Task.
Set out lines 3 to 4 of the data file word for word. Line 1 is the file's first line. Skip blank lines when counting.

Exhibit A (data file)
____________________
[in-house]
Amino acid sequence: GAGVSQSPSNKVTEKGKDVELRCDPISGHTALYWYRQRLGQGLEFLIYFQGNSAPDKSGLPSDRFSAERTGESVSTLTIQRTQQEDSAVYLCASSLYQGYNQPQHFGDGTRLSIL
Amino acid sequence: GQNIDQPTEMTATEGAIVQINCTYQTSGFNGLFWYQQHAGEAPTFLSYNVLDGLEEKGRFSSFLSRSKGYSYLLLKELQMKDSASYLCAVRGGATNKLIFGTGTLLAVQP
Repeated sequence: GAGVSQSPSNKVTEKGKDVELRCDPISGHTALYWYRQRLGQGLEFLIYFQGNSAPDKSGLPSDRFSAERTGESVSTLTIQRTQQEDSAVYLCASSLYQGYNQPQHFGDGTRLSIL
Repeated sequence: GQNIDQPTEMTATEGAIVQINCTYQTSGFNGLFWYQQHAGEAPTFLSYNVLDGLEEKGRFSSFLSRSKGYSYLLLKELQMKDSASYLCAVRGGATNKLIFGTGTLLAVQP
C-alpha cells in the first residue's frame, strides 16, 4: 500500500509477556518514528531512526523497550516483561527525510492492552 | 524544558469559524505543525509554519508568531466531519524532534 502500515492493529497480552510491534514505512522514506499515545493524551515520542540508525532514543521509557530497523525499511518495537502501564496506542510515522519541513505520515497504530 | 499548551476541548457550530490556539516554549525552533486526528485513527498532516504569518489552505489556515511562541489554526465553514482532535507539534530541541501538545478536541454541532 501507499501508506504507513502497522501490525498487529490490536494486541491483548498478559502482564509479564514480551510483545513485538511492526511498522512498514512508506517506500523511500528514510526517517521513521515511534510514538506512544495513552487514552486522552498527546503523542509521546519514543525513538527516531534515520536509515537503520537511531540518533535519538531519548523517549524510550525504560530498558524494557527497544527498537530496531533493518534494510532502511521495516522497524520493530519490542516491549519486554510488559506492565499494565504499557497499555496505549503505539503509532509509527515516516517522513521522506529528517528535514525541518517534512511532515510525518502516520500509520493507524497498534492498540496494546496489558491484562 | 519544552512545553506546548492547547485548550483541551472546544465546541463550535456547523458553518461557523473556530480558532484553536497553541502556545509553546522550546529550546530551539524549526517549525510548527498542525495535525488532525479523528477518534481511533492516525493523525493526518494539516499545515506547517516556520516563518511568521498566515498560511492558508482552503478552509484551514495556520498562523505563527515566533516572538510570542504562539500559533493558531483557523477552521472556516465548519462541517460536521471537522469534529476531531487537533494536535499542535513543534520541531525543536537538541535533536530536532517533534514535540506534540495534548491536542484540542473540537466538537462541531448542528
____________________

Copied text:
Amino acid sequence: GQNIDQPTEMTATEGAIVQINCTYQTSGFNGLFWYQQHAGEAPTFLSYNVLDGLEEKGRFSSFLSRSKGYSYLLLKELQMKDSASYLCAVRGGATNKLIFGTGTLLAVQP
Repeated sequence: GAGVSQSPSNKVTEKGKDVELRCDPISGHTALYWYRQRLGQGLEFLIYFQGNSAPDKSGLPSDRFSAERTGESVSTLTIQRTQQEDSAVYLCASSLYQGYNQPQHFGDGTRLSIL